President Barack Obama has confirmed for the first time that US drones have targeted Taliban and al Qaeda militants on Pakistani soil, a programme that has escalated under his administration. The government in Islamabad, whose relations with Washington sank to an all-time low last year, appeared to shrug off the confirmation but made a rare public acknowledgement that the programme had "tactical advantages".
Programme had 'tactical advantages': PakistanAsked about drones in a chat with web users on Google and YouTube, Obama said "a lot of these strikes have been in the FATA" - Pakistan's semi-autonomous Federally Administered Tribal Areas on the Afghan border.
"For the most part, they've been very precise precision strikes against al Qaeda and their affiliates, and we're very careful in terms of how it's been applied," Obama said on Monday. "This is a targeted focused effort at people who are on a list of active terrorists, who are trying to go in and harm Americans, hit American facilities, American bases, and so on."
He said that many strikes were carried out "on al Qaeda operatives in places where the capacities of that military in that country may not be able to get them", such as Pakistan's lawless tribal zone. "For us to be able to get them in another way would involve probably a lot more intrusive military action than the ones we're already engaging in."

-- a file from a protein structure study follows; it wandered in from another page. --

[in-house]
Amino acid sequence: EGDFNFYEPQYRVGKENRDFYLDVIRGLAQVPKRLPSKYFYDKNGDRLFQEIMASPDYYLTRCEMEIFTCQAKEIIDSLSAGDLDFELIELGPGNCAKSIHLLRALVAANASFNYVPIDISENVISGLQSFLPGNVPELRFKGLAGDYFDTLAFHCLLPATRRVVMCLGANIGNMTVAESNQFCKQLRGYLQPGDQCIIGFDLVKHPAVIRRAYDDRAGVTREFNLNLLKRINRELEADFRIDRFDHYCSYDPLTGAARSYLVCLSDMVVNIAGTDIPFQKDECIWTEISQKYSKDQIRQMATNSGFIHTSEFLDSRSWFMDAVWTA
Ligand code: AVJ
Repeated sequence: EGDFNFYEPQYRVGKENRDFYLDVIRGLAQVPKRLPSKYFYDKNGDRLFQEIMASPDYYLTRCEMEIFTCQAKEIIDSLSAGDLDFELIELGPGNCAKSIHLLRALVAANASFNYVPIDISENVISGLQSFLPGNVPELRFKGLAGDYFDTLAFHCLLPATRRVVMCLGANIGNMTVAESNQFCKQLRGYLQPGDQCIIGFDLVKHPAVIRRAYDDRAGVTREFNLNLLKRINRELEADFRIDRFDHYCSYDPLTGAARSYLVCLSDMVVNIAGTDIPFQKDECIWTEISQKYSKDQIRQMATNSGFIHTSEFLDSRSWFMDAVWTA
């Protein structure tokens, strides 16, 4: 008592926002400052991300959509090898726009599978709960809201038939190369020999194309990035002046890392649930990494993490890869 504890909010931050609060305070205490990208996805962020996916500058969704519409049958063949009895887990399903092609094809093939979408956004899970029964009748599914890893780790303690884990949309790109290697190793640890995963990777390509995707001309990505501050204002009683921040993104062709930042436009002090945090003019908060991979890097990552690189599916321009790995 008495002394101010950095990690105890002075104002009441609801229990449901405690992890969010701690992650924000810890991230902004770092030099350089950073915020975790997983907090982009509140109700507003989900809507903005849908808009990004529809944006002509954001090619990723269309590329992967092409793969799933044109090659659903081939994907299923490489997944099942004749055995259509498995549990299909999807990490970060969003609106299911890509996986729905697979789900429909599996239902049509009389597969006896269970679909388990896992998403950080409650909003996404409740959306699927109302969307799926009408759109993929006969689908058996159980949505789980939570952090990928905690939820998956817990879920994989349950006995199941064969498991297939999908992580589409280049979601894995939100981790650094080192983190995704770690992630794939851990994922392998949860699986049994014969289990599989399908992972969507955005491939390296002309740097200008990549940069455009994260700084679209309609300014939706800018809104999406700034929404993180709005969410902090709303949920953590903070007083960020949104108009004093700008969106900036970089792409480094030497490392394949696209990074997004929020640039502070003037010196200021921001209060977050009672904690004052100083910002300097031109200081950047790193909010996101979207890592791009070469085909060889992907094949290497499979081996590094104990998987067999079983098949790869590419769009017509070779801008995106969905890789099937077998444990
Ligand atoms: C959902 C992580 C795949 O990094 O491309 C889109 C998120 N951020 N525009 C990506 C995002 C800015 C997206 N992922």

US officials say Pakistan's tribal belt provides sanctuary to Taliban fighting in Afghanistan, al Qaeda groups plotting attacks on the West, Pakistani Taliban who routinely bomb Pakistan and other foreign fighters. According to an AFP tally, 45 US missile strikes were reported in Pakistan's tribal belt in 2009, 101 in 2010 and 64 in 2011.
The New America Foundation think tank in Washington says drone strikes in Pakistan have killed between 1,715 and 2,680 people in the past eight years. Human rights campaigners have expressed deep concern over increased use of drone strikes. The State Department also confirmed it used surveillance drones to protect US diplomats in so-called "critical threat environments" overseas.
The United States had until now refused to discuss the strikes publicly, but the program has dramatically increased as the Obama administration looks to withdraw all foreign combat troops from Afghanistan by the end of 2014. US diplomatic cables leaked by WikiLeaks in late 2010 showed that Pakistan's civilian and military leaders privately supported US drone attacks, despite public condemnation in a country where the US alliance is hugely unpopular.
"Notwithstanding tactical advantages of drone strikes, we are of the firm view that these are unlawful, counterproductive and hence unacceptable," foreign ministry spokesman Abdul Basit told AFP on Tuesday. Relations between the United States and Pakistan deteriorated sharply in 2011, over the covert American raid that killed al Qaeda chief Osama bin Laden in May and US air strikes that killed 24 Pakistani soldiers in November.
Islamabad is now reviewing its entire alliance with the United States and has kept its Afghan border closed to Nato supply convoys since November 26. It ordered US personnel to leave Shamsi air base in western Pakistan, widely believed to have been a hub for the CIA drone program, and is thought likely to only reopen the Afghan border by exacting taxes on convoys. But analyst Imtiaz Gul, who has written extensively about Pakistan's tribal belt, said Islamabad was hemmed in by its US alliance and stands to lose more than it would gain by ending its co-operation with the war in Afghanistan.